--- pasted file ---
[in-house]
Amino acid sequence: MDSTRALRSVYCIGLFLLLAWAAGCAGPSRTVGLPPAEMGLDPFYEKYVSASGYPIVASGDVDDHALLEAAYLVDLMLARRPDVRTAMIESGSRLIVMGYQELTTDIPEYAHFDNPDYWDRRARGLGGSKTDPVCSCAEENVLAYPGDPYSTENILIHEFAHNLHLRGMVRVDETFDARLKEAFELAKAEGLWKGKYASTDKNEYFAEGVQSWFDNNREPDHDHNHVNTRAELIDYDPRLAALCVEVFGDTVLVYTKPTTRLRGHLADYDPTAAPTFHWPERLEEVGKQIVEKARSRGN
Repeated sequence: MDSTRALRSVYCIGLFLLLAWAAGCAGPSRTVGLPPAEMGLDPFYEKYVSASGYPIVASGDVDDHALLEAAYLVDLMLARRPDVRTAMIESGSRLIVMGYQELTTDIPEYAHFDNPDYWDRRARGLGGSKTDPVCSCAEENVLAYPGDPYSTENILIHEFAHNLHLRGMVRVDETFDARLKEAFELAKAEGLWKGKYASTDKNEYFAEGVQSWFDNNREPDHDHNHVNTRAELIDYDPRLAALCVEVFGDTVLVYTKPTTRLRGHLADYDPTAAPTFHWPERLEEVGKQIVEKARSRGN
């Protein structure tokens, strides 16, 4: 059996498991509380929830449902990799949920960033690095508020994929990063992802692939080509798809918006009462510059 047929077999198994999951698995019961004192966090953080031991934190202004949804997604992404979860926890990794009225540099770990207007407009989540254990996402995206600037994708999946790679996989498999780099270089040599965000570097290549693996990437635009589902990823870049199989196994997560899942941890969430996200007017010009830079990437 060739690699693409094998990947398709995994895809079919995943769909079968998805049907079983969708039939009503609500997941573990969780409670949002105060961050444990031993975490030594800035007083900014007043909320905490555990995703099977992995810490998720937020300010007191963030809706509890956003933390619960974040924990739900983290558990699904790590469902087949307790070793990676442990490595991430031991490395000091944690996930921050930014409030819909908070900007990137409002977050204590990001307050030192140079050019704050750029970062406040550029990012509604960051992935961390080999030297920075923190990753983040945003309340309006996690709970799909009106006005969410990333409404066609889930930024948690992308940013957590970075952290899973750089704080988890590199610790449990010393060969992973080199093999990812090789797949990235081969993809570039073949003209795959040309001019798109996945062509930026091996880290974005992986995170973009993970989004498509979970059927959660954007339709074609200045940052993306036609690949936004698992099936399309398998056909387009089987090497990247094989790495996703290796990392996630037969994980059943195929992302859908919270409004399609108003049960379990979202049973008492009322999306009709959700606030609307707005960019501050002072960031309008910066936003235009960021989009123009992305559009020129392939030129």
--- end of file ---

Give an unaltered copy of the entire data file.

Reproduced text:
[in-house]
Amino acid sequence: MDSTRALRSVYCIGLFLLLAWAAGCAGPSRTVGLPPAEMGLDPFYEKYVSASGYPIVASGDVDDHALLEAAYLVDLMLARRPDVRTAMIESGSRLIVMGYQELTTDIPEYAHFDNPDYWDRRARGLGGSKTDPVCSCAEENVLAYPGDPYSTENILIHEFAHNLHLRGMVRVDETFDARLKEAFELAKAEGLWKGKYASTDKNEYFAEGVQSWFDNNREPDHDHNHVNTRAELIDYDPRLAALCVEVFGDTVLVYTKPTTRLRGHLADYDPTAAPTFHWPERLEEVGKQIVEKARSRGN
Repeated sequence: MDSTRALRSVYCIGLFLLLAWAAGCAGPSRTVGLPPAEMGLDPFYEKYVSASGYPIVASGDVDDHALLEAAYLVDLMLARRPDVRTAMIESGSRLIVMGYQELTTDIPEYAHFDNPDYWDRRARGLGGSKTDPVCSCAEENVLAYPGDPYSTENILIHEFAHNLHLRGMVRVDETFDARLKEAFELAKAEGLWKGKYASTDKNEYFAEGVQSWFDNNREPDHDHNHVNTRAELIDYDPRLAALCVEVFGDTVLVYTKPTTRLRGHLADYDPTAAPTFHWPERLEEVGKQIVEKARSRGN
């Protein structure tokens, strides 16, 4: 059996498991509380929830449902990799949920960033690095508020994929990063992802692939080509798809918006009462510059 047929077999198994999951698995019961004192966090953080031991934190202004949804997604992404979860926890990794009225540099770990207007407009989540254990996402995206600037994708999946790679996989498999780099270089040599965000570097290549693996990437635009589902990823870049199989196994997560899942941890969430996200007017010009830079990437 060739690699693409094998990947398709995994895809079919995943769909079968998805049907079983969708039939009503609500997941573990969780409670949002105060961050444990031993975490030594800035007083900014007043909320905490555990995703099977992995810490998720937020300010007191963030809706509890956003933390619960974040924990739900983290558990699904790590469902087949307790070793990676442990490595991430031991490395000091944690996930921050930014409030819909908070900007990137409002977050204590990001307050030192140079050019704050750029970062406040550029990012509604960051992935961390080999030297920075923190990753983040945003309340309006996690709970799909009106006005969410990333409404066609889930930024948690992308940013957590970075952290899973750089704080988890590199610790449990010393060969992973080199093999990812090789797949990235081969993809570039073949003209795959040309001019798109996945062509930026091996880290974005992986995170973009993970989004498509979970059927959660954007339709074609200045940052993306036609690949936004698992099936399309398998056909387009089987090497990247094989790495996703290796990392996630037969994980059943195929992302859908919270409004399609108003049960379990979202049973008492009322999306009709959700606030609307707005960019501050002072960031309008910066936003235009960021989009123009992305559009020129392939030129």